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Diesel exhaust fumes can cause cancer, WHO says

Diesel fumes now in same risk group as asbestos, arsenic

* Exposure causes lung cancer, linked to bladder cancer

* WHO expert says public health action is needed

* Auto industry says diesel has cleaned up in recent years

By Kate Kelland

LONDON, June 12 (Reuters) – Diesel engine exhaust fumes can cause cancer in humans and belong in the same potentially deadly category as asbestos, arsenic and mustard gas, World Health Organisation (WHO) experts said on Tue sday.

In an announcement that caused consternation among car and truck makers, the France-based International Agency for Research on Cancer (IARC), part of the WHO, reclassified diesel exhausts from its group 2A of probable carcinogens to its group 1 of substances that have definite links to cancer.

The experts, who said their decision was unanimous and based on “compelling” scientific evidence, urged people across the world to reduce exposure to diesel fumes as much as possible.

“The (expert) working group found that diesel exhaust is a cause of lung cancer and also noted a positive association with an increased risk of bladder cancer,” it said in a statement.

The decision is a result of a week-long meeting of independent experts who assessed the latest scientific evidence on the cancer-causing potential of diesel and gasoline exhausts.

It puts diesel fumes in the same risk category as noxious substances such as asbestos, arsenic, mustard gas, alcohol and tobacco.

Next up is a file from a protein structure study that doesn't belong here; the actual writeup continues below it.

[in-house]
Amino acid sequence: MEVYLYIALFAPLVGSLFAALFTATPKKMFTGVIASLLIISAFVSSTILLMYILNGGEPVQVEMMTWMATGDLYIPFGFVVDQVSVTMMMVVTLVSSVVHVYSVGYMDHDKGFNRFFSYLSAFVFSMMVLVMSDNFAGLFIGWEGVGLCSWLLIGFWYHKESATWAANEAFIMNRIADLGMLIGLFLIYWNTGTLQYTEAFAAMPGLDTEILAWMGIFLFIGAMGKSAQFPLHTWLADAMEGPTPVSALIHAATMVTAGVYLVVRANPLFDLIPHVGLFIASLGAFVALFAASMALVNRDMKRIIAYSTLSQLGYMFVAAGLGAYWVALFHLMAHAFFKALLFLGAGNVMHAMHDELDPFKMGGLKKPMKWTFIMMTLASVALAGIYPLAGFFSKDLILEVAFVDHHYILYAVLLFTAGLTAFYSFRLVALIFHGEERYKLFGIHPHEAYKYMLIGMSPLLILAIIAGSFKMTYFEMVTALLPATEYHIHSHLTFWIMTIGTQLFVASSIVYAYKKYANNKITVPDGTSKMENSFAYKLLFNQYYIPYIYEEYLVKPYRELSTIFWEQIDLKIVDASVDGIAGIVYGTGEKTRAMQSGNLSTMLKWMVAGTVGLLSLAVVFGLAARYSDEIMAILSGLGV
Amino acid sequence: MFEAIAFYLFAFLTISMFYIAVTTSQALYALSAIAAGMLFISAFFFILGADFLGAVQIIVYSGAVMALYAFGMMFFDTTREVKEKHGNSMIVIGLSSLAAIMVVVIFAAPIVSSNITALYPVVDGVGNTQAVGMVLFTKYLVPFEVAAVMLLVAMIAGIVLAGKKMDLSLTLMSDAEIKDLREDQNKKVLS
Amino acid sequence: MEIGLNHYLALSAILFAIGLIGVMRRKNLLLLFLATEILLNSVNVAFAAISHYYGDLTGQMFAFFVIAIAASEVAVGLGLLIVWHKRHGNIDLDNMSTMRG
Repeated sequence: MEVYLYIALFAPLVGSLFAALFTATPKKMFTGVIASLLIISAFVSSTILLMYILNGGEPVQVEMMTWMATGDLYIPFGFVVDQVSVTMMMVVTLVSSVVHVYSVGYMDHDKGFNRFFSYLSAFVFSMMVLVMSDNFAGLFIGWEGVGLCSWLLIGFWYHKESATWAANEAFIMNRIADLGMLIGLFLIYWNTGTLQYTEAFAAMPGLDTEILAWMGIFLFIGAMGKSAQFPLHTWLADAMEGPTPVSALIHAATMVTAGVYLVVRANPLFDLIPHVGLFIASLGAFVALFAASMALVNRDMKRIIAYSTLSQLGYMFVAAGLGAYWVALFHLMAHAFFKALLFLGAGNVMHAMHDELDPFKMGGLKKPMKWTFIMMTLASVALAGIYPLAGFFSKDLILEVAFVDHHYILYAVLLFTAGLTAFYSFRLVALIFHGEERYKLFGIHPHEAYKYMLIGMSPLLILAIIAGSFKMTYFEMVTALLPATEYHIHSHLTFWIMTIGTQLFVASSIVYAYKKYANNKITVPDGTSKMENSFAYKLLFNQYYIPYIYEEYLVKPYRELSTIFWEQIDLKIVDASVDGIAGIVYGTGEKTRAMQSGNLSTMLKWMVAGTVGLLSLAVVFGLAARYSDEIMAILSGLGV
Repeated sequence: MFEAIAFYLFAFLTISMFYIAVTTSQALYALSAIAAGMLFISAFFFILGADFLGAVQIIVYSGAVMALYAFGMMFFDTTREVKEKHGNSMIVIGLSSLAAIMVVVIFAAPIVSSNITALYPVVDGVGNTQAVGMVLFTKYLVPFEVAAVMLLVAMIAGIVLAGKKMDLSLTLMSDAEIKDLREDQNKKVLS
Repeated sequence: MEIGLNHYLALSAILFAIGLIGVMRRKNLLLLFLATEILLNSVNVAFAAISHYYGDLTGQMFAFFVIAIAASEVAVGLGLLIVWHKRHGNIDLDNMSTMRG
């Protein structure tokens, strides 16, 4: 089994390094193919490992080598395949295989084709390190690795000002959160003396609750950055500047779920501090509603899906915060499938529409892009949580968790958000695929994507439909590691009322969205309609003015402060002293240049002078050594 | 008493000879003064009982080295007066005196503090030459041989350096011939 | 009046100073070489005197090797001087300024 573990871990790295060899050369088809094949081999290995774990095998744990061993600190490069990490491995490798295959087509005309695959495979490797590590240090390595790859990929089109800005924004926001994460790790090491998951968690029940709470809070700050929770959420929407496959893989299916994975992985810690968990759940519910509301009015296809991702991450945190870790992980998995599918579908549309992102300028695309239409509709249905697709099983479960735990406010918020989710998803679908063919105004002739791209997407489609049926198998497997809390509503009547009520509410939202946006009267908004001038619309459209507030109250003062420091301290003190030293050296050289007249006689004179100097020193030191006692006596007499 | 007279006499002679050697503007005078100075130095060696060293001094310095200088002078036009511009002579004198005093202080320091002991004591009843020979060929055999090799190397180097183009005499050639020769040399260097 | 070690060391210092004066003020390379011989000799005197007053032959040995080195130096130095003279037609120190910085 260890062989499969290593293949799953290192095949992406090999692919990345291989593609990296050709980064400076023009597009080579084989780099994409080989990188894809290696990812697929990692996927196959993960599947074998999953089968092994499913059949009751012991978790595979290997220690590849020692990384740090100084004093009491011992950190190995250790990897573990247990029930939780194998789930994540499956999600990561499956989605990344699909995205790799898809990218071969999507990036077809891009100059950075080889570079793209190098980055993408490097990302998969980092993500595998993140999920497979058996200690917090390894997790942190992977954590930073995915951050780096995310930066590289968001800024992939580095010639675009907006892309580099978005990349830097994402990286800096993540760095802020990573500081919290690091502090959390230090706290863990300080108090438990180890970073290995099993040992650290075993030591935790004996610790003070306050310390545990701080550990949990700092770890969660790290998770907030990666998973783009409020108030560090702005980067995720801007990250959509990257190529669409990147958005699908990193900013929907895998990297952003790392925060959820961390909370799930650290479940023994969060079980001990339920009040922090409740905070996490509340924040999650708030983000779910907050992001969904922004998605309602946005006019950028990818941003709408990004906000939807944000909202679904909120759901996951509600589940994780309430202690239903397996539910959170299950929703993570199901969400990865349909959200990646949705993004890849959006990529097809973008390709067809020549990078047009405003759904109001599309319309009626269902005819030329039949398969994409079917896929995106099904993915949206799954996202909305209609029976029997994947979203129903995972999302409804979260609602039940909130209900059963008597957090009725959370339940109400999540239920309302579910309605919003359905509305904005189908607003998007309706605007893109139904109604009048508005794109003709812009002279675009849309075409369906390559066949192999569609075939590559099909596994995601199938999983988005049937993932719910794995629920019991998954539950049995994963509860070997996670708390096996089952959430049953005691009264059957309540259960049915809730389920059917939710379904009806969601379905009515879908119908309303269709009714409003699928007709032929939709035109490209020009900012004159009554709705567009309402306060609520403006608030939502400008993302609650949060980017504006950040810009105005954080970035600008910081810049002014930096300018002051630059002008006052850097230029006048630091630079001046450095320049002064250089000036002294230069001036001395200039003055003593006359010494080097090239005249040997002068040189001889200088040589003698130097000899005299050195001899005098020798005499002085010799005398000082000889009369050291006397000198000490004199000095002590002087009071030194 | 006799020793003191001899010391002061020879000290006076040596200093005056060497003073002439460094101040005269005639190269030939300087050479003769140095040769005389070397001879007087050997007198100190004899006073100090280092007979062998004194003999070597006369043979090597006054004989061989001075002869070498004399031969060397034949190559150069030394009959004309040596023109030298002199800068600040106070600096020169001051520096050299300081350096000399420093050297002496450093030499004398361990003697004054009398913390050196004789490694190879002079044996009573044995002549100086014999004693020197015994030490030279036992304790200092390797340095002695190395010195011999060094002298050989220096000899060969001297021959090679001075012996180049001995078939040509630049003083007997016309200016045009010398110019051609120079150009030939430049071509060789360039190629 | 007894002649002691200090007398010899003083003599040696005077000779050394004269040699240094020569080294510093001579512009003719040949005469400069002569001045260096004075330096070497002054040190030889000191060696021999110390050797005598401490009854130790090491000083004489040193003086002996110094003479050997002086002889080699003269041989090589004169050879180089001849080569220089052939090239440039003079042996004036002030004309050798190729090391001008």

Christopher Portier, chairman of the IARC working group, said the group’s conclusion “was unanimous, that diesel engine exhaust causes lung cancer in humans”.

“Given the additional health impacts from diesel particulates, exposure to this mixture of chemicals should be reduced worldwide,” he said in a statement.

PUBLIC HEALTH ISSUE

Diesel cars are popular in western Europe, where tax advantages have encouraged technological advances and a boom in demand.

Outside of Europe and India, diesel engines are almost entirely confined to commercial vehicles. German carmakers are trying to raise awareness for diesels in the United States, where the long distances travelled on highways suit diesel engines.

IARC noted that large populations all over the world are exposed to diesel exhaust in everyday life, whether through their jobs or in ambient air.

“People are exposed not only to motor vehicle exhausts but also to exhausts from other diesel engines…(such as diesel trains and ships) and from power generators,” it said.

IARC’s director Christopher Wild said that against this background, Tuesday’s conclusion “sends a strong signal that public health action is warranted”.

“This emphasis is needed globally, including among the more vulnerable populations in developing countries where new technology and protective measures may otherwise take many years to be adopted,” he said in a statement.

DIESEL HAS CLEANED UP

For about 20 years, diesel engine exhaust was defined by IARC as probably carcinogenic to humans – group 2A – but an IARC advisory group has repeatedly recommended diesel engine exhaust as a high priority for re-evaluation since 1998.

The global auto industry had argued diesel fumes should be given a less high-risk rating to reflect tighter emissions standards.
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